This is possibly the best novel I've read this year, certainly the best in a long time. The first of a trilogy, I look forward to the next two parts of it. Auster's book was written in the mid-1980s. It's hard for me to believe that it is about thirty years old and that it took that long for me to get to. Novels like this were works written in the 1950s back in the mid-1980s, and they were classics of a sort. It's hard to believe this would now be essentially a classic, in that sense, tested by time.
The novel is about a writer--a writer on many different levels. Daniel Quinn is a the main character. He writes detective novels under the name William Wilson (the name of a baseball player for the Mets, and the name, I believe, of a character in a Poe story about a man with multiple identities). Wilson in turn writes about the detective Max Work (maximum work of literature?). Quinn receives an anonymous call. The caller is asking for Paul Auster, a private detective.
After a couple of calls, Quinn decides to pose as Auster. The woman on the line is looking for help protecting a man Peter Stillman from his father of the same name. The father experimented on Stillman at a young age, similar to experiments keeping young children in a room without language to see what would happen. The abuse did no good for the son, and the father, who was imprisoned for his evil doings, is fresh out of jail. The son needs protection.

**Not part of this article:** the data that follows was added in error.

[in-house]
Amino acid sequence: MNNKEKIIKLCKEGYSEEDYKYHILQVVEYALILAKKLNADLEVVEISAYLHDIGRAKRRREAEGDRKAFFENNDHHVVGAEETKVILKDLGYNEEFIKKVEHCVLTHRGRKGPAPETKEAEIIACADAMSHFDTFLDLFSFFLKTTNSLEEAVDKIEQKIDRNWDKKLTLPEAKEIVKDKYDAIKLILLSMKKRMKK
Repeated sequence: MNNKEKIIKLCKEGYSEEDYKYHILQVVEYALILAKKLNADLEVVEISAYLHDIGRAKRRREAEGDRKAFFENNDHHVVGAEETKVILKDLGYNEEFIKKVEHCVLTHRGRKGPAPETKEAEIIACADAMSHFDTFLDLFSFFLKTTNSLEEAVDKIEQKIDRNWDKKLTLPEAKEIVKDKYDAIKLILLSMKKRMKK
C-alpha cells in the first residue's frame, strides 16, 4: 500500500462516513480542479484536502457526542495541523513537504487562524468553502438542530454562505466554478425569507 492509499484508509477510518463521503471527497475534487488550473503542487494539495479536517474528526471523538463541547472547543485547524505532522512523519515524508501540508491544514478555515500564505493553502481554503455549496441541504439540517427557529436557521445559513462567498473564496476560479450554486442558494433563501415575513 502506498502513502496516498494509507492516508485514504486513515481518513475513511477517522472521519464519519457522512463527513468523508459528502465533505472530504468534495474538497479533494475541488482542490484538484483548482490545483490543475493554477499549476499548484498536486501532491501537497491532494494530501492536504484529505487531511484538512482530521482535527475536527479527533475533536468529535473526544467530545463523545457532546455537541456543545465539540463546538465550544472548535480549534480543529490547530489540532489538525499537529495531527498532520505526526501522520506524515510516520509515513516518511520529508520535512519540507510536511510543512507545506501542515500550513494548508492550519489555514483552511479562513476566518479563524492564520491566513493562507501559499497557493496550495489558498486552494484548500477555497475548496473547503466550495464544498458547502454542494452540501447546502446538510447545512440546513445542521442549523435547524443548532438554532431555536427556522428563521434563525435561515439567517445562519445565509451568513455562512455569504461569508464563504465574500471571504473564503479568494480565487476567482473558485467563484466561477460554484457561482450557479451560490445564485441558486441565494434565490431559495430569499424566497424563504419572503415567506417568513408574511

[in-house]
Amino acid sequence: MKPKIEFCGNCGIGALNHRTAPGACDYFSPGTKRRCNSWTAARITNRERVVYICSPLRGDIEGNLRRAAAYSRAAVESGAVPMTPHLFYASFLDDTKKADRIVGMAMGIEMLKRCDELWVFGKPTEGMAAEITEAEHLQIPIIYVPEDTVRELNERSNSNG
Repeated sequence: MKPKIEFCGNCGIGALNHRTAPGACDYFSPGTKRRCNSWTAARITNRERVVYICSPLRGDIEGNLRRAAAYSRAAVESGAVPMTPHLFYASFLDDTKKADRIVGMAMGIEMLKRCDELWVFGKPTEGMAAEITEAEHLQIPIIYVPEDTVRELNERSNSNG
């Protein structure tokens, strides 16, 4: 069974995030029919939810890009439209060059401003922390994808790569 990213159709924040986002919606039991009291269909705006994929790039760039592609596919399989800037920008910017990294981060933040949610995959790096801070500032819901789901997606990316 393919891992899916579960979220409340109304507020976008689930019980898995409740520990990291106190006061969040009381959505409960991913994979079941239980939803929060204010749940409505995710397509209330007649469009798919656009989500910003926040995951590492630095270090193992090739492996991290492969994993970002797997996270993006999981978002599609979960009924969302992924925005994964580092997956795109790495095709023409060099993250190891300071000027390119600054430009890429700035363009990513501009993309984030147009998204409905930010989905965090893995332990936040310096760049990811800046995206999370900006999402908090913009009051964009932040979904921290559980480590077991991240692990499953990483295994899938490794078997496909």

Quinn's job is to offer said protection. He embarks on following Stillman Sr. around. Stillman has a double, and Quinn has to choose which one is real. Stillman walks his days away in patterns that suggest letters that suggest words. What does it all mean?
Quinn eventually finds the real Paul Auster, who is a writer, not a detective. The two sort of collude for a bit, but not well and not for long. And Quinn in turn finds his musings growing progressively shorter and more meaningless, as Stillman's whereabouts get harder to trace.
Language is a major theme of this book, as is identity. Even the body seems a major element of it--nudity is stressed quite a bit early on. It's as if the body is all that is real, as if language is a slippery attempt to define the meaning of who we are, to give those bodies identity.